Outlook bleak for already battered consumers | Fin24
 
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Outlook bleak for already battered consumers

Nov 13 2015 14:13
Eugenie du Preez

Cape Town - Improving trends in consumer credit health which have been becoming evident have slowed and are possibly starting to reverse, according to an index.

The TransUnion South African Consumer Credit Index (CCI) for the third quarter of the year has found that more consumers are resorting to borrowing money to pay off debt or for general expenses.

TransUnion's Salem Dyafta said on Friday that the index also showed a marginal increase in new account defaults (accounts three months in arrears).

“This is a worrying trend as account defaults fell by 8.3% in the first quarter of this year. Now the rate of decline has slowed to just 1.6% year-on-year. This indicates that the pressure on consumers’ credit health is starting to increase,” she said.

Although it is good news that the overall index remained above the break-even 50 point mark (anything above 50 means consumer credit health is relatively positive), this figure has also been dropping from a revised 53.6 in the second quarter to 51.2 in the third quarter – the largest single quarter drop since the first quarter of 2012.

Referring to the slowing of positive signs of improving credit health, Dyafta said: “What is of particular concern is that this is occurring in a period of relatively low inflation when the trend should be upwards.”

Should things not take a turn for the better, the weak economic environment is raising concerns about a possible recession.

“While no single indicator of consumer credit health shows a significant decline, consumers have had to deal with a prolonged period of difficulty since 2008 and low levels of liquid household savings. This makes consumers extremely vulnerable as can be seen in the greater number of defaults in areas such as automotive and banking loans, which are typically the first areas to indicate a worsening situation," said Dyafta.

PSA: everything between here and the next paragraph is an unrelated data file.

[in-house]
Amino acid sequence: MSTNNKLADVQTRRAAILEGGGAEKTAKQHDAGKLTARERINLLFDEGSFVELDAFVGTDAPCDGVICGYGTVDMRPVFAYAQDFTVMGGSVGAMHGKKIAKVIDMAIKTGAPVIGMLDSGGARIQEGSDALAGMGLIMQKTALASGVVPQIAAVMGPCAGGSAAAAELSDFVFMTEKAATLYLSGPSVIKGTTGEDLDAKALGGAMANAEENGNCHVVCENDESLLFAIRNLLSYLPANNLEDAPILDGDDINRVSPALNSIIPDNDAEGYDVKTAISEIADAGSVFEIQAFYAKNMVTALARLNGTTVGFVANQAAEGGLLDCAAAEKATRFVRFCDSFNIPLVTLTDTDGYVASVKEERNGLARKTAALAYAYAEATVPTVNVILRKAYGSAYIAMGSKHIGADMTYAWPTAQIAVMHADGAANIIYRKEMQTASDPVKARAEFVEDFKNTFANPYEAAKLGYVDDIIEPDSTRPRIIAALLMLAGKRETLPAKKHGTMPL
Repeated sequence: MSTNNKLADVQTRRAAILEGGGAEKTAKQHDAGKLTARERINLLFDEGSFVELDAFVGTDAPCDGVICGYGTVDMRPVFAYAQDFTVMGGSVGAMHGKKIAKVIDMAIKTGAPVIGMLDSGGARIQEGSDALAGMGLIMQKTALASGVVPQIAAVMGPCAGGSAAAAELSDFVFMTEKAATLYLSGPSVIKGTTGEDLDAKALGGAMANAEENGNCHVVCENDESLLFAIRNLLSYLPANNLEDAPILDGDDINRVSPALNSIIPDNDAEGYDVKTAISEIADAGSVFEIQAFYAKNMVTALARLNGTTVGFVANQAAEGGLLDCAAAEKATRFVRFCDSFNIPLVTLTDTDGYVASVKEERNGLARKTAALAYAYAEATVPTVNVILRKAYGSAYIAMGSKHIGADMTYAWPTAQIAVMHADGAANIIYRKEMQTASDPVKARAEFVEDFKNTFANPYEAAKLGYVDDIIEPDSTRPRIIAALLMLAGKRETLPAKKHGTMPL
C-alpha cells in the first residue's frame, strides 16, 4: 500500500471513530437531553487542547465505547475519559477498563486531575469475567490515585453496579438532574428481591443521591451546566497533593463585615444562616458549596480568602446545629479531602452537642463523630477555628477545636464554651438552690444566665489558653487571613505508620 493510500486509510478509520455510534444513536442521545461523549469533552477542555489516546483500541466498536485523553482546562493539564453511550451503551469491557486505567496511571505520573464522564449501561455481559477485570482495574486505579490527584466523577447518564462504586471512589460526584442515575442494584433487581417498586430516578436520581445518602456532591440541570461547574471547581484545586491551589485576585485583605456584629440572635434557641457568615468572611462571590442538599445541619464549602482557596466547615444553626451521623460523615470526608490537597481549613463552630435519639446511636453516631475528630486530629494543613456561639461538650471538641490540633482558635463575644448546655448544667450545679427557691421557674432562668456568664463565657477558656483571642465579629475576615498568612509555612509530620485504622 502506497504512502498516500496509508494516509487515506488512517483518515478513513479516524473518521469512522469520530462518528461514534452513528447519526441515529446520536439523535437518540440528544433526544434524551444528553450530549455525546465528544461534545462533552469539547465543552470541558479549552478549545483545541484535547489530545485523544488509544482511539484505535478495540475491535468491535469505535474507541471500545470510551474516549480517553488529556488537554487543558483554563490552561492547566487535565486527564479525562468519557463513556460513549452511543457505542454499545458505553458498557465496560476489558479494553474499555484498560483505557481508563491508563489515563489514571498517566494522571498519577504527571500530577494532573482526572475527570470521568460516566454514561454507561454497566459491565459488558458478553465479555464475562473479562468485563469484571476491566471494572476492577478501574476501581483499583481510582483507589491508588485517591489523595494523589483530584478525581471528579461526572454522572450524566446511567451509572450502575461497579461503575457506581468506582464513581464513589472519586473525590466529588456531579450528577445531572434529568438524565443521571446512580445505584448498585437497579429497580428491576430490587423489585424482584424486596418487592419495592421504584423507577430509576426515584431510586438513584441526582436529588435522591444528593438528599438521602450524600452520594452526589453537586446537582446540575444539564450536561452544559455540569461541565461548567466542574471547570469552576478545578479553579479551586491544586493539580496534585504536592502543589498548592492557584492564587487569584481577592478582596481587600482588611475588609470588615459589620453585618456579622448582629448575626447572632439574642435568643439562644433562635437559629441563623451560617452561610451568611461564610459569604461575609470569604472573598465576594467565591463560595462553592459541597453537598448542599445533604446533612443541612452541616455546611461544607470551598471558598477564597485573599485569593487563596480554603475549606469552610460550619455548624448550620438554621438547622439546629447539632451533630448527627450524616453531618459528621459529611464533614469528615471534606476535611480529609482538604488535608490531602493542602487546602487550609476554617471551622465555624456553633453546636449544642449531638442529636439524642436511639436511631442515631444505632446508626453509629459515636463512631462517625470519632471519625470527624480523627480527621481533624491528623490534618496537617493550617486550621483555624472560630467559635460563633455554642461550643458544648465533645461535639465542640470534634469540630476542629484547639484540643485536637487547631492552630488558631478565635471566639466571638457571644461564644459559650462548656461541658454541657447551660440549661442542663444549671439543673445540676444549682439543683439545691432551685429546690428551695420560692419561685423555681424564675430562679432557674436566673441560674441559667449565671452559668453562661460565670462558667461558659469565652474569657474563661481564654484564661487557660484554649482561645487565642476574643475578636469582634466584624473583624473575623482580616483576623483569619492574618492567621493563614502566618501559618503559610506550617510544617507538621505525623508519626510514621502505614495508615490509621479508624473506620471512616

This comes as Grain SA has issued a bleak warning that consumers face a double whammy on food prices from a combination of the countrywide drought and continued rand weakness.

Grain SA CEO Jannie de Villiers told Fin24 that the drought could see the country become a net importer of maize for the first time in seven years. This could mean a significant hike in maize and ultimately food prices.

De Villiers mentioned price increases for eggs (10%), chicken (6%), and beef (4% to 5%) and said South Africans could experience much higher prices if it there is no rain in the next three to four months.

READ: Drought, rand double whammy for consumers

An expected increase in wheat prices could also impact the price of bread.

Furthermore, as a net importer of wheat South Africa is affected by the rand exchange rate. “The depreciation of the rand is the key issue,” said De Villiers. The currency has recently fallen to a record low of R14.3827/$.

transunion  |  sa economy  |  consumers
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